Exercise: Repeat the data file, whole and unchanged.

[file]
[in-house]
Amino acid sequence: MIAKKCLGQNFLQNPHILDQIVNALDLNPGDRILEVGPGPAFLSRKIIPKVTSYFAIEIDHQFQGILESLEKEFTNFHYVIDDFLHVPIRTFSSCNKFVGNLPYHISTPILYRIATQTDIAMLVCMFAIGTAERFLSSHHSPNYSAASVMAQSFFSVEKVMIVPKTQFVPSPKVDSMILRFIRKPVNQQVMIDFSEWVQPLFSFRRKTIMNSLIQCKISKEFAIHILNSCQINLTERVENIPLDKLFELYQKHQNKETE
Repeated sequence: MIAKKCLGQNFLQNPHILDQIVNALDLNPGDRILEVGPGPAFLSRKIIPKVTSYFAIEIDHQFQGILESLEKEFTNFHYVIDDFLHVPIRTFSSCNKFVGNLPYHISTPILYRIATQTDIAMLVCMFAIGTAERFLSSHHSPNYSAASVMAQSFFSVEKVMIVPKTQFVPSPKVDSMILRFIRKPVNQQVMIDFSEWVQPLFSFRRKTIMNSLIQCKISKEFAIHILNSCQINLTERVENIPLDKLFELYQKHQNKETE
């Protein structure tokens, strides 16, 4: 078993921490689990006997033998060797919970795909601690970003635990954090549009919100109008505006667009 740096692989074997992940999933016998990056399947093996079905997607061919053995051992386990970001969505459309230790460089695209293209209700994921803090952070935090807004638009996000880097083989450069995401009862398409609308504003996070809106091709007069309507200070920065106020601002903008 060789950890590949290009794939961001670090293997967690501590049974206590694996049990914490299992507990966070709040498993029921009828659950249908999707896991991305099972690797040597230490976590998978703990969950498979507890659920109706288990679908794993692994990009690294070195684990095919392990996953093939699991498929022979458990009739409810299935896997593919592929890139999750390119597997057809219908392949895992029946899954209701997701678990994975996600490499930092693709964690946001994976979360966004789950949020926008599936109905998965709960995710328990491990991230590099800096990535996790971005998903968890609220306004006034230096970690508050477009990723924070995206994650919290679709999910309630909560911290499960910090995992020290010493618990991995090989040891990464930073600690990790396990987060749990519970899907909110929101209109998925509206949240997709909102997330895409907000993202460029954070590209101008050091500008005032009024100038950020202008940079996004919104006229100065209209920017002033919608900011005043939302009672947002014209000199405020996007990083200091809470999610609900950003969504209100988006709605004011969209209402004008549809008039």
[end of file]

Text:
[in-house]
Amino acid sequence: MIAKKCLGQNFLQNPHILDQIVNALDLNPGDRILEVGPGPAFLSRKIIPKVTSYFAIEIDHQFQGILESLEKEFTNFHYVIDDFLHVPIRTFSSCNKFVGNLPYHISTPILYRIATQTDIAMLVCMFAIGTAERFLSSHHSPNYSAASVMAQSFFSVEKVMIVPKTQFVPSPKVDSMILRFIRKPVNQQVMIDFSEWVQPLFSFRRKTIMNSLIQCKISKEFAIHILNSCQINLTERVENIPLDKLFELYQKHQNKETE
Repeated sequence: MIAKKCLGQNFLQNPHILDQIVNALDLNPGDRILEVGPGPAFLSRKIIPKVTSYFAIEIDHQFQGILESLEKEFTNFHYVIDDFLHVPIRTFSSCNKFVGNLPYHISTPILYRIATQTDIAMLVCMFAIGTAERFLSSHHSPNYSAASVMAQSFFSVEKVMIVPKTQFVPSPKVDSMILRFIRKPVNQQVMIDFSEWVQPLFSFRRKTIMNSLIQCKISKEFAIHILNSCQINLTERVENIPLDKLFELYQKHQNKETE
């Protein structure tokens, strides 16, 4: 078993921490689990006997033998060797919970795909601690970003635990954090549009919100109008505006667009 740096692989074997992940999933016998990056399947093996079905997607061919053995051992386990970001969505459309230790460089695209293209209700994921803090952070935090807004638009996000880097083989450069995401009862398409609308504003996070809106091709007069309507200070920065106020601002903008 060789950890590949290009794939961001670090293997967690501590049974206590694996049990914490299992507990966070709040498993029921009828659950249908999707896991991305099972690797040597230490976590998978703990969950498979507890659920109706288990679908794993692994990009690294070195684990095919392990996953093939699991498929022979458990009739409810299935896997593919592929890139999750390119597997057809219908392949895992029946899954209701997701678990994975996600490499930092693709964690946001994976979360966004789950949020926008599936109905998965709960995710328990491990991230590099800096990535996790971005998903968890609220306004006034230096970690508050477009990723924070995206994650919290679709999910309630909560911290499960910090995992020290010493618990991995090989040891990464930073600690990790396990987060749990519970899907909110929101209109998925509206949240997709909102997330895409907000993202460029954070590209101008050091500008005032009024100038950020202008940079996004919104006229100065209209920017002033919608900011005043939302009672947002014209000199405020996007990083200091809470999610609900950003969504209100988006709605004011969209209402004008549809008039």